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How to hack your radio so supply 9 or 12 DC Voltage.

Step 1: What and Why

Hacking the radio supply would able you to have an excellent stabilized generator, for 11-12 volts, or 6 volts, if you continue to use the clock in the same time.

In the radio, the voltage supply, is composed by :
-Transformer
-Diode Bridge
-Capacitator.

This system is called "Output Smoothing" : principle : http://en.wikipedia.org/wiki/Image:Diode_bridge_smoothing.svg

The transformer supply 9 or 12 volts in AC, and the diode bridge transform it into DC, but there is always "variations" of current, then there is a capacitator to avoid this problem and have a stable DC.

A generator like this cost, approximately 20 € -16 $ in an electronic store.

Step 2: Tools

The tools need :

-A brain (very cheap)
-An Iron Solder
-Screwdrivers
-Multimeter : The most important thing
-Pen
-Solder wire (I used Sn:99.3 and Cu:0.7%)


Step 3: Disassemble the Radio

Where, now we'll disassemble the radio to find what is interesting, but we wont destroy the radio though, just steal the current .

Found the screws, and remove them, in order to open the radio. Here in my radio there's only 4 screws.

Then, open it and look for the transformer and the first 4 Cables. There is 2 output for 1 input.

Red - Yellow, and Blue-Yellow . But they aren't interesting right now. What is interesting right now is the diode brigde : next step

Step 4: The Diode Bridge

The second important part in a generator is the "AC-DC" commutator. In other words, the little thing which transform AC into DC.

The diode bridge principle is simple, just type "Diode Bridge" in Wikipedia or in Google. It's real simple system.

But so, no theory just practice here :
The diode bridge is always present under this form :
4 Diodes (tiny black/grey) and capacitator (big blue piece). Try to find it and look for the contacts on the other side. I mean the capacitator have 2 poles + and - , which are in the bottom of the board.

If you get the voltage at diodes poles, the multimeter will show 3 v or 6 v ... because it changes ... at 50 hz !

In some radios or machines maybe you'll find another very little part between diodes, which are "inductors". But, in a simple radio-clock-alarm it doesn't matter.

Step 5: Get the DC Current !

Well here, just put up the main board of the radio and find the poles of the Capacitator. Here with my radio, i've 11.40 volts.

An important law of electronics says that if you get the current you wont have 11.40 v but 11.40/2, if you still use the radio/clock in the same time.
Now we'll find the poles, and connect to them :

Mines are indicted by my finger .

Step 6: Mesures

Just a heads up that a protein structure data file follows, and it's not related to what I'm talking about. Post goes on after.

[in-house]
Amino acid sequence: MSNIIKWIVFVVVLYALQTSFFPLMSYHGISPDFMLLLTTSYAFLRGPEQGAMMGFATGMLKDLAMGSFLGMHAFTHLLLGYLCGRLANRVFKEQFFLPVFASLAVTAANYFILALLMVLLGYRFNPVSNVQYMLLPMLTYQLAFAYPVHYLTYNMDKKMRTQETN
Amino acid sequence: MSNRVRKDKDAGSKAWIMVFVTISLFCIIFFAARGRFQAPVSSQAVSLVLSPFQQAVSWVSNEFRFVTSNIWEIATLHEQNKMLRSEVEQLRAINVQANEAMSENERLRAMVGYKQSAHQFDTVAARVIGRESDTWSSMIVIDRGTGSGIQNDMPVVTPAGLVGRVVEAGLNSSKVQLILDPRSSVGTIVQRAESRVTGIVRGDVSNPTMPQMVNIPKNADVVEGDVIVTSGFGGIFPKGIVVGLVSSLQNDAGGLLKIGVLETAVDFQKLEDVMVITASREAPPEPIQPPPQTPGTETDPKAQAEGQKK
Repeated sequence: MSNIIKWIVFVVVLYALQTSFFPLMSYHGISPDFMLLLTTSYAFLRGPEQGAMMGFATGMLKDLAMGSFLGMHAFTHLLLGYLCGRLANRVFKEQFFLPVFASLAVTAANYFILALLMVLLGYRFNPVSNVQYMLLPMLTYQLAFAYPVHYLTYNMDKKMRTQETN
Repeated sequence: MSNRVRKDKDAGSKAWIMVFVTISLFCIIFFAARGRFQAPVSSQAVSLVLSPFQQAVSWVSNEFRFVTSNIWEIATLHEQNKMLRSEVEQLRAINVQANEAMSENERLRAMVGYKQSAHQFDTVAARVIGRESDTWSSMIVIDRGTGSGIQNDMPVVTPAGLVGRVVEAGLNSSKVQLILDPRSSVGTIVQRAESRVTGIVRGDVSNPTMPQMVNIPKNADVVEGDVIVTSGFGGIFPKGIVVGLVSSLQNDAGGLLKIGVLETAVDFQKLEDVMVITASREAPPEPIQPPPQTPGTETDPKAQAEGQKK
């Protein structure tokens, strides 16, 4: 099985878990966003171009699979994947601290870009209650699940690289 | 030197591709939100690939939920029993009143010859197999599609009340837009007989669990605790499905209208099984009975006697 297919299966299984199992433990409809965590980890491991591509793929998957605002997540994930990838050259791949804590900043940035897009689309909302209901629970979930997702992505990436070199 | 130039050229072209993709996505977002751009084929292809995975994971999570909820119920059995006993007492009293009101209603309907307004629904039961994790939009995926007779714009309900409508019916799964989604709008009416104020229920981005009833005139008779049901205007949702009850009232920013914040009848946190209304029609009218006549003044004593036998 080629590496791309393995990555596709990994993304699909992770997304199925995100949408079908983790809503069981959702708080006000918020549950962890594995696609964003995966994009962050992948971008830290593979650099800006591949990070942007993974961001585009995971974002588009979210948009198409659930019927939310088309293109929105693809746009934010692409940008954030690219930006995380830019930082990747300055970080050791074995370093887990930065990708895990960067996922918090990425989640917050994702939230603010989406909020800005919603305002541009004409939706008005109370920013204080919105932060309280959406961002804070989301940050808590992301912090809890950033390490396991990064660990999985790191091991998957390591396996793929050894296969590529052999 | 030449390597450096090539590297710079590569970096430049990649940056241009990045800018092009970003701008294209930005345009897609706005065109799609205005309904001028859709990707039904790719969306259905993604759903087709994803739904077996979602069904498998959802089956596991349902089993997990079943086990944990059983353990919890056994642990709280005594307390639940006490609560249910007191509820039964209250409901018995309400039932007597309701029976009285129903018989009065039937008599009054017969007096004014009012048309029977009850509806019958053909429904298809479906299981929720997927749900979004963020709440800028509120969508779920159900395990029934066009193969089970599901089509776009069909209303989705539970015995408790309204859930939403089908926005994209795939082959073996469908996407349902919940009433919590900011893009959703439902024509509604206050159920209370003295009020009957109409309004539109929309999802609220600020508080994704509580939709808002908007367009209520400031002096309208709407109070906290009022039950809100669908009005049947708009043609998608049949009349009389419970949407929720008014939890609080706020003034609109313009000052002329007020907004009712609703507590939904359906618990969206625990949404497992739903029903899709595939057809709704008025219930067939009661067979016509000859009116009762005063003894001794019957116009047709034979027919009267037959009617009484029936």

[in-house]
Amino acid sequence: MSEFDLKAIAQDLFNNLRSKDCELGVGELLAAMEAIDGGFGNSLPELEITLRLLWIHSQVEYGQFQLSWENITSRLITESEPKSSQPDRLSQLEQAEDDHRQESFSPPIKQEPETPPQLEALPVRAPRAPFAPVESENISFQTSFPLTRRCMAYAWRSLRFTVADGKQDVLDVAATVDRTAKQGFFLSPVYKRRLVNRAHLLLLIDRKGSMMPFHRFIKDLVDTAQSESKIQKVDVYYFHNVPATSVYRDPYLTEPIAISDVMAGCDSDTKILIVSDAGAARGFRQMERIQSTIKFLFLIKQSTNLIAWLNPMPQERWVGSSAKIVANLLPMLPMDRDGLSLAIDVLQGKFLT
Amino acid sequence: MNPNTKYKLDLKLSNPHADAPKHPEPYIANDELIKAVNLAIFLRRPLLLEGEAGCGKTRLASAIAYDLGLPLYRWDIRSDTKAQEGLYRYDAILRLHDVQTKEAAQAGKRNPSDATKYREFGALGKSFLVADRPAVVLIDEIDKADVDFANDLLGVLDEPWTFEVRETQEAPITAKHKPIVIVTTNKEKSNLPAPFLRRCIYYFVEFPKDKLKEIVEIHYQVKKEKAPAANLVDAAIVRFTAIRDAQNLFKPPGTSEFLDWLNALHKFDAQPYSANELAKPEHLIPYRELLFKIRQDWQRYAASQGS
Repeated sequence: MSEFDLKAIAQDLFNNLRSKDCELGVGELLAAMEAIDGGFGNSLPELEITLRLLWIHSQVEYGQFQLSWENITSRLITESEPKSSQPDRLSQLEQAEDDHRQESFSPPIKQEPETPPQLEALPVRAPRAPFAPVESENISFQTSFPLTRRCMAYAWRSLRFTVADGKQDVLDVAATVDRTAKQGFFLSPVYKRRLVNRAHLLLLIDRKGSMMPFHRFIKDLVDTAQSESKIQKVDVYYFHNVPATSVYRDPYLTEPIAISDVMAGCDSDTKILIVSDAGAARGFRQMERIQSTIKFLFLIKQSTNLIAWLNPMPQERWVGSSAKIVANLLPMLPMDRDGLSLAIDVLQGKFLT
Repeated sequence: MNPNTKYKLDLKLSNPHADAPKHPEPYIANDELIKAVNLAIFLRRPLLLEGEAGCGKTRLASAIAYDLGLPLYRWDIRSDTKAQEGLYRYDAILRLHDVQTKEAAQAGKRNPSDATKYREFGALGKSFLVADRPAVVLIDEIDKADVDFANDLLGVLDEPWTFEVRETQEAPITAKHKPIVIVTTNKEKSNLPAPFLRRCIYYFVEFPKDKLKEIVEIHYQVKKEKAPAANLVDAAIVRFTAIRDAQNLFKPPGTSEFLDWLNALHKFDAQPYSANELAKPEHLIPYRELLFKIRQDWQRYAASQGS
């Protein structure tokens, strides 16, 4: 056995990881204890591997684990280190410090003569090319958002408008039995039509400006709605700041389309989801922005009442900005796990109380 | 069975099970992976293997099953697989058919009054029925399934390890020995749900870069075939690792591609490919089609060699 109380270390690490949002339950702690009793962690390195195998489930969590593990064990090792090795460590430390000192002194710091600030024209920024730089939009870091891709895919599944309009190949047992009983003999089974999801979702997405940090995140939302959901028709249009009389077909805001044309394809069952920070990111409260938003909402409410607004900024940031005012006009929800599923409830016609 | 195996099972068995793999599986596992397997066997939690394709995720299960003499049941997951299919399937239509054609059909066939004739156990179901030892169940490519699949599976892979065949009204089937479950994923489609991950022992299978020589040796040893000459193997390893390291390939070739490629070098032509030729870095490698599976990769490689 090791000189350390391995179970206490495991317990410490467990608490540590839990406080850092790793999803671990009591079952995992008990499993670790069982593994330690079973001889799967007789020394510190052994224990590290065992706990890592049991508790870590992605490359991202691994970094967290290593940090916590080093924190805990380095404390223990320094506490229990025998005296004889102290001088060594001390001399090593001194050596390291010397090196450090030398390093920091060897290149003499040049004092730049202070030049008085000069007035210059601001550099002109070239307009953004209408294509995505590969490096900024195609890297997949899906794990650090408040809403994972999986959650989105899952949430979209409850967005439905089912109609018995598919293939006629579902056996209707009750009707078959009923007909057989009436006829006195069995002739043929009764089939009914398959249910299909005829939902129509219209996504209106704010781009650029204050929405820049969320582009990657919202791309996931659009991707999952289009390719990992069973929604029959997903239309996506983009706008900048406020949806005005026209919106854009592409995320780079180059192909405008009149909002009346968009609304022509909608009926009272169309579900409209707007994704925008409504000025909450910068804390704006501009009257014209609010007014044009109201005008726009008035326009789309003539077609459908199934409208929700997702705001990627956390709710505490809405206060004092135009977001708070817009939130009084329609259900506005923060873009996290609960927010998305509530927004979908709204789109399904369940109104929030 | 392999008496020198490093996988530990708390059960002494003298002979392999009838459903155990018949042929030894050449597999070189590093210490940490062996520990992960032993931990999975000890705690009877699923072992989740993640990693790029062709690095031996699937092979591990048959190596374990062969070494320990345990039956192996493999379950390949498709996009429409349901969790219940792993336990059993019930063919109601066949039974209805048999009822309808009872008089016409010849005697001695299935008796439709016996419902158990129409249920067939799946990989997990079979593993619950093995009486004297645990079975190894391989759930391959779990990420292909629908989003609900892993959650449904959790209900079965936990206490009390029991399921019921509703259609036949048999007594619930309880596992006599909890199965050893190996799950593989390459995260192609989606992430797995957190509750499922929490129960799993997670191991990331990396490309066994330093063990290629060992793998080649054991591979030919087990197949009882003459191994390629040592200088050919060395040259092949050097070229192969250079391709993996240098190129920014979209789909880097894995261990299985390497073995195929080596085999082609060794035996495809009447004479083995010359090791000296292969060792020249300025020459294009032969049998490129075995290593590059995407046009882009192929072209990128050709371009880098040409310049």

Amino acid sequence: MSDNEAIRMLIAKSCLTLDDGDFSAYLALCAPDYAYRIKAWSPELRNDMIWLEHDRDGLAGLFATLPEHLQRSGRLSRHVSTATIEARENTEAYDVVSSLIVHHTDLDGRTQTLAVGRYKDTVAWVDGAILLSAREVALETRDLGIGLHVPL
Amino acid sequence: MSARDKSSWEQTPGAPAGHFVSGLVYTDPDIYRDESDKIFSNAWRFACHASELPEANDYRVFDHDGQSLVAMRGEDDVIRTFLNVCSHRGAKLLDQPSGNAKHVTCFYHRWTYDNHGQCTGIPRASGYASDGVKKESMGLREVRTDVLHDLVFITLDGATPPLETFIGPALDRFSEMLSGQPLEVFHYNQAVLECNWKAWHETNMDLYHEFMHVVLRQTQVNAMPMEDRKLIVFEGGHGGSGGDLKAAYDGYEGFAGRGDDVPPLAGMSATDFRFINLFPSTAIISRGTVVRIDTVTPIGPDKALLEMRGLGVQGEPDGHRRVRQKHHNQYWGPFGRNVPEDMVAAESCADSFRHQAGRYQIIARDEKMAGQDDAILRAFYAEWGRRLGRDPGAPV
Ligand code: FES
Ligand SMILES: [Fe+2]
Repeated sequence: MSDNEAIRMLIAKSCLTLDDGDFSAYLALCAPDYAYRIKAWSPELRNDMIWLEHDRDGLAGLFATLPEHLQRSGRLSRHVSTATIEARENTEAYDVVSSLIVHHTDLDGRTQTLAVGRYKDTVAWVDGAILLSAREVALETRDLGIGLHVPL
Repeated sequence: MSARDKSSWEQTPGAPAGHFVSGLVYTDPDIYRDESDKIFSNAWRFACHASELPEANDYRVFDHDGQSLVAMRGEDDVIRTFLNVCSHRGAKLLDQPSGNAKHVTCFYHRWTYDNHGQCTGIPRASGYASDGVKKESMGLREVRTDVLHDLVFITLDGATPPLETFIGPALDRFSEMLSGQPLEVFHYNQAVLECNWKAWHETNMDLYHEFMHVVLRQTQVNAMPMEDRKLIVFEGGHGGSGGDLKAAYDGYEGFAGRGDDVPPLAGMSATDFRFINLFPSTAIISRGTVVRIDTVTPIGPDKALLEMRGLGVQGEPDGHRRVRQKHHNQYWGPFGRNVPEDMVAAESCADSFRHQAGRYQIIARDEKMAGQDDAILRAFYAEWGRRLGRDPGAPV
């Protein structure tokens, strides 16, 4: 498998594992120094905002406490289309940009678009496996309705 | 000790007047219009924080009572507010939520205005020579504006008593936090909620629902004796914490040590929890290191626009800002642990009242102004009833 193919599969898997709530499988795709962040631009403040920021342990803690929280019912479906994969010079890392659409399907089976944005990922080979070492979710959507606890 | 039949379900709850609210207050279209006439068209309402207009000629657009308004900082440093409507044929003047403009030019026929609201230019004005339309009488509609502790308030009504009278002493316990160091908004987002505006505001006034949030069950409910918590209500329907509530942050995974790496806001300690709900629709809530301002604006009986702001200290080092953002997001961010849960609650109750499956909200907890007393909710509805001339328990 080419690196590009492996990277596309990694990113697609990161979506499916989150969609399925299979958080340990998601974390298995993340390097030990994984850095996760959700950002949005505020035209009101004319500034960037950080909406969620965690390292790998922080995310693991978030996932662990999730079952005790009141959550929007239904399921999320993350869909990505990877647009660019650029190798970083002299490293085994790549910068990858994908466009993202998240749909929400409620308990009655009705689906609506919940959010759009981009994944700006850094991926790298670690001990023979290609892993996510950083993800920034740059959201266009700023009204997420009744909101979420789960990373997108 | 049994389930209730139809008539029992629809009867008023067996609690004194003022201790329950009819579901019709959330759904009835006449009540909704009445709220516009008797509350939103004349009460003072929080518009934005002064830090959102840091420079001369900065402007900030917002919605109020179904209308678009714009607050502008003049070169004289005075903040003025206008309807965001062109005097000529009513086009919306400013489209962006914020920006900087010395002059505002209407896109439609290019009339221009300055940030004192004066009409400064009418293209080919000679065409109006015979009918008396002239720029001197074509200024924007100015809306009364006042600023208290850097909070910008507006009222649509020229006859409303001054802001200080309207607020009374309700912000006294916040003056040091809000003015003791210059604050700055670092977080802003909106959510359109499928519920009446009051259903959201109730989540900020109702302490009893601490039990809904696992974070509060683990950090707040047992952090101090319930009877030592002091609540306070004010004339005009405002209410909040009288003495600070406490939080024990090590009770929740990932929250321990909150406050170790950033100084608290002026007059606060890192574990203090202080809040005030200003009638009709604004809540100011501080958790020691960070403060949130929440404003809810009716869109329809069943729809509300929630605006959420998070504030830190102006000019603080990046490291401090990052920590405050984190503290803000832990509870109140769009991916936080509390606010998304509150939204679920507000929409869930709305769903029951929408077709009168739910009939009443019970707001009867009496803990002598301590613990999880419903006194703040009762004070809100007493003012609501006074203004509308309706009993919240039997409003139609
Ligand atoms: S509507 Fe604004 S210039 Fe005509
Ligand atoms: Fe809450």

Well here, the final step : get the voltage values with the multimeter, to find the right place to connect your wires with the solder. but DONT solder the capacitator poles, be gentle just don't sold the capacitator :

Follow the circuit until another 2 poles of dc current and sold the wires there

I'ven't photos yet because i'ven't 4 hands " and the 3rd hand isn't photographer " . But simply put a little bit of solder wire on the existing pole and put the wire on, just like a simple soldering method.

/!\ Not for kids, Solder Iron is dangerous /!\

And be careful to don't destroy the radio

In the multimeter is show - 11.34 just because i've put the wires in the bad polarity. Nothing interesting. The voltage in DC is 11.34 V !!!

Next get 2 longs wires and sold' them to the capacitator and put the wire out of the radio (from a free hole for example) and assemble the radio, as you disassemble it .

Just enjoy this radio/clock hack !
That's an interesting idea, I just had trouble understanding you sometimes. Just curious, what application would this have?
Sorry, I'm not that good in English <sup></sup>&quot; (it's my first Instructable <sup></sup>&quot;) ... But the application would be a generator. I worked with it one hour ago in order to testing my new led toy (something built with a pair of LEDs) and this &quot;generator&quot; give approx' 8 volts in DC current. (8.37 volts the last time) but i sold the wires on the speaker <sup></sup>. <br/>
Yeah, no problem about the English and congrats on finishing your first Instructable. I think I understand better now about the generator (I did a google search).
Ah ok , thx <sup></sup> I'm glad that you enjoyed my instructable <sup></sup>. If you have questions <sup></sup> just tell <sup></sup> <br/>
Cool idea! Could I solder in a USB cable so I can charge my creative zen (mp3-player) or smart-phone with my radio this way, you think?
Well, I think so, but it may be dangerous. Because if your Creative ,require an exactly voltage, then, for example if you provide 8.30 volt (with the radio) , and the Creative require 9 volt, it can be unsafe for the battery. How many volts/amp require the battery ? I have other solutions, as, using the voltage supply of a old printer, or of a telephone charger ... I'll post an Instructable if i've the time for it.

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